Iii Cavity method and the stochastic block model

In this section we derive the cavity equations and the associated belief propagation (BP) algorithm for computing the marginal probabilities (12) and the average values (1719) we need to learn the parameters . When applied in the thermodynamic limit , our analysis lets us describe the phase diagram of the learning and inference problems, showing for which parameters these problems are easy, hard, or impossible.

iii.1 Cavity equations: marginals and free energy

In the literature the so-called replica symmetric cavity method is often understood in terms of the BP algorithm and its behavior in the thermodynamic limit with properly chosen initial conditions. From a physics point of view, the BP algorithm is an iterative way to compute the partition function by neglecting correlations between the neighbors of node while conditioning on the “spin” or label of node . Such correlations are non-existent if the network of interactions is a tree. On networks that are locally treelike, if correlations decay rapidly with distance these correlations are negligible, making BP asymptotically exact.

Note that in our case the “network of interactions” is fully connected, since in the Hamiltonian (8) there are weak interactions even along the non-edges, i.e., between pairs of nodes that are not connected. However, as we will see these weak interactions can be replaced with a “mean field,” limiting the interactions to the sparse network.

The belief propagation equations are derived from a recursive computation of the partition function with the assumption that the network of interactions is a tree. The asymptotic exactness of the replica symmetric cavity method (BP equations) is then validated by showing that the correlations that have been neglected are indeed negligible in the thermodynamic limit.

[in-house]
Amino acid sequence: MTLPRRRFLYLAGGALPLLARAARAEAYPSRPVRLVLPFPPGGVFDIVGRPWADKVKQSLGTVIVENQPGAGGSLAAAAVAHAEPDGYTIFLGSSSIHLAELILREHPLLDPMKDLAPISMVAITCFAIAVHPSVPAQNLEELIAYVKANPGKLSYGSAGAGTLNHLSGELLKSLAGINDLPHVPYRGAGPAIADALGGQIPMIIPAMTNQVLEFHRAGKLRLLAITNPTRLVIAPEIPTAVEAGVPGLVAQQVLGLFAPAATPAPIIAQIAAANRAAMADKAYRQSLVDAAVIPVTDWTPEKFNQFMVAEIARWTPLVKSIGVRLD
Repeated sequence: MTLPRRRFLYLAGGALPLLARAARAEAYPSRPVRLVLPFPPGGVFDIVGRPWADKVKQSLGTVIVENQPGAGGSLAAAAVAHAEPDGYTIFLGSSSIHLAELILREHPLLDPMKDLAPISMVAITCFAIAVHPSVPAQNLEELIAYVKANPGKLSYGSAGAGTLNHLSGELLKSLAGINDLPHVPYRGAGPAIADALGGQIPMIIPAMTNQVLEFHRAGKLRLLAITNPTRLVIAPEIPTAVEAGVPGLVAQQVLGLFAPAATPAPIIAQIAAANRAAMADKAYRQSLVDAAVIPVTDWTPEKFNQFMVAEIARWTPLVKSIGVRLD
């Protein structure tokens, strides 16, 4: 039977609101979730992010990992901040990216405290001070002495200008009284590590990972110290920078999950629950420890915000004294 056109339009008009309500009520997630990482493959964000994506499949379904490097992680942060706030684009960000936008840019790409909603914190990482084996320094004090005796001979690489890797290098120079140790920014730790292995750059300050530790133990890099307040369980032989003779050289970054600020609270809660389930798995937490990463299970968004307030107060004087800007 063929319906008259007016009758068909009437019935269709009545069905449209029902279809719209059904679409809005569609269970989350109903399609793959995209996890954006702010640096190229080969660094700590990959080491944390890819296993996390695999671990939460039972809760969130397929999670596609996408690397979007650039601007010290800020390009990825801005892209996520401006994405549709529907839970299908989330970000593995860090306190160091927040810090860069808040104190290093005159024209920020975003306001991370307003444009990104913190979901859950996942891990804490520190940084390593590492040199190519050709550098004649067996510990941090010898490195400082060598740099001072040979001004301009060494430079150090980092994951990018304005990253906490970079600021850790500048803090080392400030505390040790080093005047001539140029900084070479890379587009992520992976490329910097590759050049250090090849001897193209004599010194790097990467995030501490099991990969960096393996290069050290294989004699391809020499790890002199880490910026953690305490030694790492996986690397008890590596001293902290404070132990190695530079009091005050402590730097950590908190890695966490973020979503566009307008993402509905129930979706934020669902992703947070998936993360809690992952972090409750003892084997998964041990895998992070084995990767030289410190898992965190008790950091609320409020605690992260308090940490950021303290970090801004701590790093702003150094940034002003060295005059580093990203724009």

To write the belief propagation equations for the Hamiltonian (8) we define conditional marginals, or messages, denoted . This is the marginal probability that the node belongs to group in the absence of node . The cavity method assumes that the only correlations between ’s neighbors are mediated through , so that if were missing—or if its label were fixed—the distribution of its neighbors’ states would be a product distribution. In that case, we can compute the message that sends recursively in terms of the messages that receives from its other neighbors :

 ψi→jti=1Zi→jnti∏k∈∂i∖j[∑tkcAiktitk(1−ctitkN)1−Aikψk→itk], (22)

where denotes ’s neighborhood, and is a normalization constant ensuring . We apply (22) iteratively until we reach a fixed point . Then the marginal probability is estimated to be , where

 ψiti=1Zinti∏k∈∂i[∑tkcAiktitk(1−ctitkN)1−Aikψk→itk]. (23)

These equations are for the undirected case. In a directed network, would send and receive messages from both its incoming and outgoing neighbors, and we would use or for incoming and outgoing edges respectively.

Since we have nonzero interactions between every pair of nodes, we have potentially messages, and indeed (22) tells us how to update all of these for finite . However, this gives an algorithm where even a single update takes time, making it suitable only for networks of up to a few thousand nodes. Happily, for large sparse networks, i.e., when is large and , we can neglect terms of sub-leading order in . In that case we can assume that sends the same message to all its non-neighbors , and treat these messages as an external field, so that we only need to keep track of messages where is the number of edges. In that case, each update step takes just time.

To see this, suppose that . We have